Canadian advances in healthcare are fuelled by global investment

***FREELANCE PHOTO - POSTMEDIA NETWORK USE ONLY*** Caroline Fortier, CEO of AurKa Pharma, poses in Bromont, Quebec May 31, 2018. (Christinne Muschi /National Post)

Caroline Fortier is CEO of five companies that are pursuing promising pharmaceutical research breakthroughs—all at the same time. It’s not a cautionary tale of executive overload, but a new paradigm of research efficiency. Each of these companies represents a single idea, identified as a discovery that offers further research potential, and each company is independently exploring the medical potential of a single molecule. Each of these project-focused companies (PFCs) has the operational efficiency only a small biotech operation can offer.

Three of the companies helmed by Fortier are investigating compounds originally discovered through of the research program at Eli Lilly and Company. These compounds are being explored for their potential to treat different kinds of cancers, and Prader Willi syndrome.

The majority of these companies are fully funded by TVM Life Science Ventures VII, which is a unique collaboration between TVM Capital Life Science and Lilly to finance and access innovation, while managing risk and sharing rewards. The Fonds de solidarité FTQ also co-invested in two of these companies. Each PFC assigns research tasks to Chorus, a full-service, autonomous R&D unit within Lilly that specializes in lean, proof-of-concept clinical development for a range of clients.

Fortier has developed a niche for managing these companies.

“As CEO, I have the responsibility to create the most value for shareholders of each PFC,” says Fortier. “With a lean management team composed only of a CEO and CFO, we’re very hands-on with each of these projects. I like to meet with the investigators and we work closely with Chorus to select the vendors who will become contract research organizations on the project.”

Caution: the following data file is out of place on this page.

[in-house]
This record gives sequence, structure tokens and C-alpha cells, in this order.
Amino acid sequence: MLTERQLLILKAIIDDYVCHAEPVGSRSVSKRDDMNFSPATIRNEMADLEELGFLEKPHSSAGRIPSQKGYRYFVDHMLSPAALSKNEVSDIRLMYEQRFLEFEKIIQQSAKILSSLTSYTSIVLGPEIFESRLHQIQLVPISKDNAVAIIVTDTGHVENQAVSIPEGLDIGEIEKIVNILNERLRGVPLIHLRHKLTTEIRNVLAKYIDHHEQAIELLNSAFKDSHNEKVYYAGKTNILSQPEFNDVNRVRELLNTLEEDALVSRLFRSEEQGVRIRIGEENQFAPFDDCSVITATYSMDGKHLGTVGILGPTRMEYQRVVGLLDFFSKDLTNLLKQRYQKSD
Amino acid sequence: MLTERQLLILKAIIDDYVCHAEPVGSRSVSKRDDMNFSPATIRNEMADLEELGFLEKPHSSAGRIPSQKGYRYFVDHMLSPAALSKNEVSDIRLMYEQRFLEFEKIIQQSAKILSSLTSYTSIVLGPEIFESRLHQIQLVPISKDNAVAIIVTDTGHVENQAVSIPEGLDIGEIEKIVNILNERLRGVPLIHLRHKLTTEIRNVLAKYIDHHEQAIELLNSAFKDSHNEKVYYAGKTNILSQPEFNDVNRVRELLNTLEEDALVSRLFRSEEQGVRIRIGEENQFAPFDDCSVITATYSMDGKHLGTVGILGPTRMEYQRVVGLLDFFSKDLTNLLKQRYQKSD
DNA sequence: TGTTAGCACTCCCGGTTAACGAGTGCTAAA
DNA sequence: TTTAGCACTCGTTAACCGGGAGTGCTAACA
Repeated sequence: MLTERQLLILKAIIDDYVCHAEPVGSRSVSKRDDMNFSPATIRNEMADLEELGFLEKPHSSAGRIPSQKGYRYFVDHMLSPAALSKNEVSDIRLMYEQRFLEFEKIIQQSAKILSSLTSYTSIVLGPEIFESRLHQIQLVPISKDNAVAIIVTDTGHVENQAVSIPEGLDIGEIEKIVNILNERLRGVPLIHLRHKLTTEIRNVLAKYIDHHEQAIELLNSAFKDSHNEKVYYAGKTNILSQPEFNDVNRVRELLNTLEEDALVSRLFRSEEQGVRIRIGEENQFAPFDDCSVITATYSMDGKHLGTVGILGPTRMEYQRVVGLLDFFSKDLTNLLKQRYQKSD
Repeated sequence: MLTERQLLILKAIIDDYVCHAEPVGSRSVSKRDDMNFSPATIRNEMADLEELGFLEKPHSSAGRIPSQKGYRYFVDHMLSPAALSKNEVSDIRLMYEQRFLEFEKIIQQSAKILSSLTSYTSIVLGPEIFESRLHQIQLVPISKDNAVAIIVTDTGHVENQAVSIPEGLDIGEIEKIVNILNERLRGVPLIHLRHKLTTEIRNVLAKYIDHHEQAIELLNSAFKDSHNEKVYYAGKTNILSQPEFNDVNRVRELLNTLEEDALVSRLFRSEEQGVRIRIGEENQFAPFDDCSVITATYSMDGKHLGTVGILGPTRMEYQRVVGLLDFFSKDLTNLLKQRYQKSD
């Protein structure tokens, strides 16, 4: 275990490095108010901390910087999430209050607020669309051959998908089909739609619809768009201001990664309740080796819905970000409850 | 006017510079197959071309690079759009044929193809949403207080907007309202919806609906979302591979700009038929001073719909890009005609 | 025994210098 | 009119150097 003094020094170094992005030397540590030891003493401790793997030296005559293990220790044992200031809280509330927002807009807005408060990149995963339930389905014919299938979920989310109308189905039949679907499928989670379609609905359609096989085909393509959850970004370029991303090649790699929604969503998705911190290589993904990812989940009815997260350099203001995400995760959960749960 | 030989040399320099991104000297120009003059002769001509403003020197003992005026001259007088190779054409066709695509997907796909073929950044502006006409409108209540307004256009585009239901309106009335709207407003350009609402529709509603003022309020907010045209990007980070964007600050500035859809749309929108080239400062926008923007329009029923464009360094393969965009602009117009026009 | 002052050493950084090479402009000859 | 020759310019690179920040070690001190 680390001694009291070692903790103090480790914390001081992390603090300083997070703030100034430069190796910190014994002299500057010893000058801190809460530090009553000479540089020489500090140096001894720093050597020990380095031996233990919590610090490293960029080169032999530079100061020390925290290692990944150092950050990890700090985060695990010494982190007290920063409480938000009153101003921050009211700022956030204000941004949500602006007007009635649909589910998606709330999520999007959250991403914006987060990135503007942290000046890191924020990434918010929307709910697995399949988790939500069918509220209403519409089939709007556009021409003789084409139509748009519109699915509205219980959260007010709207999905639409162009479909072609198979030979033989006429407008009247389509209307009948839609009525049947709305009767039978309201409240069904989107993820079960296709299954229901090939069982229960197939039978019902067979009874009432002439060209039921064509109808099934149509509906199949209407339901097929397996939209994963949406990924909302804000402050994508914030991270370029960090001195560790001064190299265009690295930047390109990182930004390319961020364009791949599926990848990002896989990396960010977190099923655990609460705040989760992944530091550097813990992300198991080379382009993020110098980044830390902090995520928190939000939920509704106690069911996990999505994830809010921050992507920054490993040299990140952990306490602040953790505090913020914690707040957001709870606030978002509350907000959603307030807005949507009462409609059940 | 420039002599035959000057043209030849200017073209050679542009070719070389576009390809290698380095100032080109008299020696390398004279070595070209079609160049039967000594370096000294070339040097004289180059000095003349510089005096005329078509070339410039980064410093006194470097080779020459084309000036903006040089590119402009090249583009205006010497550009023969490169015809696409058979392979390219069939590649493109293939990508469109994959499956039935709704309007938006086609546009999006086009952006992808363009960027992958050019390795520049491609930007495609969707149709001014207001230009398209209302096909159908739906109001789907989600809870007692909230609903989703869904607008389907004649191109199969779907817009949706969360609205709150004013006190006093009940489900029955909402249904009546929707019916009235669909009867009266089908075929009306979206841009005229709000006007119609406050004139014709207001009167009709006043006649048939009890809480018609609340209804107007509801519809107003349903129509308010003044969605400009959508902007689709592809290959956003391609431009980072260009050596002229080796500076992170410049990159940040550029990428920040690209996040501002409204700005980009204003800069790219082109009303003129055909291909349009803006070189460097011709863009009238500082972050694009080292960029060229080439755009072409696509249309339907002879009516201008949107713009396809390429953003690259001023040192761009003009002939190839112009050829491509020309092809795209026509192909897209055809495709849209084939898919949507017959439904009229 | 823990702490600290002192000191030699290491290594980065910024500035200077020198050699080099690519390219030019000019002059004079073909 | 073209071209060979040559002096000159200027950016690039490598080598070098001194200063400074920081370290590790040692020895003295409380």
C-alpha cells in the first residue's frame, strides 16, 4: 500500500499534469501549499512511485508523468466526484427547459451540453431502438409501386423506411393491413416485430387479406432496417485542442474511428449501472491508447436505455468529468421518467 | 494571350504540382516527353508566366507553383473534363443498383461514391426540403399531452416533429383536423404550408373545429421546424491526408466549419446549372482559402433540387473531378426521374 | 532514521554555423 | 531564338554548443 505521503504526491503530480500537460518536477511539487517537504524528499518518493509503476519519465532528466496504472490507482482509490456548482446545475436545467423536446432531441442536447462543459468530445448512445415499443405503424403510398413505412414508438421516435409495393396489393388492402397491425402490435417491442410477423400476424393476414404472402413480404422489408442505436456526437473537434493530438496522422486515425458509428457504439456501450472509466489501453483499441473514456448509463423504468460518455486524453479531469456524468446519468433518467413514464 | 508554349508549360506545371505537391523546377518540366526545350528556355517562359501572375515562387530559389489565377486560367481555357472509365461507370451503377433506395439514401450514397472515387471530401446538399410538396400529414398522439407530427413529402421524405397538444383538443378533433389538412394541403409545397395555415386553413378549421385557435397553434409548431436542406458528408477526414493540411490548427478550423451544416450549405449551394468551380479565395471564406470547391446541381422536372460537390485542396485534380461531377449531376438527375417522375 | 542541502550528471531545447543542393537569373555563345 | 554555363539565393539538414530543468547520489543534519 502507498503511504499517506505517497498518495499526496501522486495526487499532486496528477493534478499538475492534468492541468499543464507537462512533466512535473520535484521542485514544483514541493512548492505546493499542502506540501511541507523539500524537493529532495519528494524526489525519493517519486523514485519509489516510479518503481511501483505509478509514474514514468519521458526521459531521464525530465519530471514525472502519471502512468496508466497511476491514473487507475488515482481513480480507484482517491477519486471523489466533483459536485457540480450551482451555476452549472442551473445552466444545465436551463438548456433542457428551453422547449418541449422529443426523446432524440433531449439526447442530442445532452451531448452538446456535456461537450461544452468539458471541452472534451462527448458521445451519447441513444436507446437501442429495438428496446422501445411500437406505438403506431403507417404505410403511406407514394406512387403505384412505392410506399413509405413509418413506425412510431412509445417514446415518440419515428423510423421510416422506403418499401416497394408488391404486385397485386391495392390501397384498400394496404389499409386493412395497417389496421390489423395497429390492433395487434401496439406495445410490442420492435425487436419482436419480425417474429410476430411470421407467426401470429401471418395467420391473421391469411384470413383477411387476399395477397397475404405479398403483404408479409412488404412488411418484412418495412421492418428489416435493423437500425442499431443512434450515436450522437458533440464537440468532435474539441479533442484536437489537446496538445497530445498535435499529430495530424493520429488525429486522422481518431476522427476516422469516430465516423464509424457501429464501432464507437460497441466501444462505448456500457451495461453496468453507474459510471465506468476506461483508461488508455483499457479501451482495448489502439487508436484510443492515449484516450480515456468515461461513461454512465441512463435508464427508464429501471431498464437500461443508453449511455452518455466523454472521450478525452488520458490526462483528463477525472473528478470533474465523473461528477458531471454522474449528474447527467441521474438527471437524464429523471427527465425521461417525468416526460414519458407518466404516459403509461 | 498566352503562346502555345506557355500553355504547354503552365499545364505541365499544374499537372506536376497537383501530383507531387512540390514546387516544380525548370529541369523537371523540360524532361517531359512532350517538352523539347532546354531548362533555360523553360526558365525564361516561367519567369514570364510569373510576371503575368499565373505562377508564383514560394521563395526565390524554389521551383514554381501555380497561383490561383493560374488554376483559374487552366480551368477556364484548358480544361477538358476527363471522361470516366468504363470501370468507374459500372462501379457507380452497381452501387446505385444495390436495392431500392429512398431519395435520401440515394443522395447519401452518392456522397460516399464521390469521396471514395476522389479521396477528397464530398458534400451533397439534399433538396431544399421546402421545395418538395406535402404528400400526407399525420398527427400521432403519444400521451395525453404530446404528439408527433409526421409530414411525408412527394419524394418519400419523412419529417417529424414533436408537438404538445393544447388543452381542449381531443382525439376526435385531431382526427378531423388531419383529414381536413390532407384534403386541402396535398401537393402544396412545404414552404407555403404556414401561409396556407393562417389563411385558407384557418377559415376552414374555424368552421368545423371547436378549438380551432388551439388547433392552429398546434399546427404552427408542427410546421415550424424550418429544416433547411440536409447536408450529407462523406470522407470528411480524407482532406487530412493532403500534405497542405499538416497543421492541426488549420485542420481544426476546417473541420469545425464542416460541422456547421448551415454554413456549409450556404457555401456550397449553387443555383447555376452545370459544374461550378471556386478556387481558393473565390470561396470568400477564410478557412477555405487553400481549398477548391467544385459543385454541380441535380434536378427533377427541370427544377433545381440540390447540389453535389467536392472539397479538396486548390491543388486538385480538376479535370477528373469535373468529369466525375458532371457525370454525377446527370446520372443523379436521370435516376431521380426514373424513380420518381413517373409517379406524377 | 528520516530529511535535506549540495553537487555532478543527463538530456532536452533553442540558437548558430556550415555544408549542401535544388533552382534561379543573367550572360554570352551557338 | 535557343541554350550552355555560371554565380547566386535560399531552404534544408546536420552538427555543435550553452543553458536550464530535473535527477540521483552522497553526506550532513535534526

Fortier notes that the pharmaceutical research industry is part of a global marketplace.

Teams of knowledge-based workers are highly mobile, and research is fuelled by savvy worldwide investors who follow the leading edge of scientific discovery, which is usually found in the most highly developed knowledge economies.

It’s a self-reinforcing research ecosystem. Investors count on strong universities and hospitals to support the local knowledge economy. The resulting knowledge economy employs highly educated graduates and develops thought leaders. Thought leaders advance the science and draw more investment, which accelerates growth and the commercialization of the new process, or the discovery. The entire process not only builds powerful research clusters, but also bolsters the economy.

AurKa Pharma, one of the five PFCs, is a study in small biotech efficiency leveraging the Canadian research ecosystem. The company was founded in June 2016 around an anti-cancer molecule once known as Project Antarctica.

“It offered high potential, but also high risk,” says Fortier. “The previous compounds developed for this anti-cancer target were associated with high levels of toxicity. We created a business plan and Chorus assigned a development team to it. Our first goal was to manufacture the compound according to good manufacturing practice guidelines.”

By January 2017 all vendors had been selected and AurKa’s investigative protocol had been approved. By February, regulatory submissions had been completed. By April, patients were enrolled and Phase I clinical trials were set to begin in hospitals in Canada and Eastern Europe. Phase I studies finished six months ahead of schedule and AurKa is now in Phase II trials, looking at proofs-of-concept for two different indications — breast cancer and small-cell lung cancer.

“We’re six to nine months ahead of schedule and significantly under budget,” says Fortier.

Research has proven so promising that Lilly recently purchased AurKa from TVM allowing Lilly to conduct further research to determine if the compound can be beneficial to people living with various forms of cancer.

“The PFC model offers us the best of both worlds in achieving our research goals,” Fortier says. “We have the capability to be nimble, but without sacrificing the rigor and quality control you’d associate with big pharma.”

This story was created by Content Works, Postmedia’s commercial content division and Patient Diaries, on behalf of Innovative Medicines Canada (IMC) and an IMC member company.

Source : https://business.financialpost.com/sponsored/business-of-health/canadian-advances-in-healthcare-are-fuelled-by-global-investment

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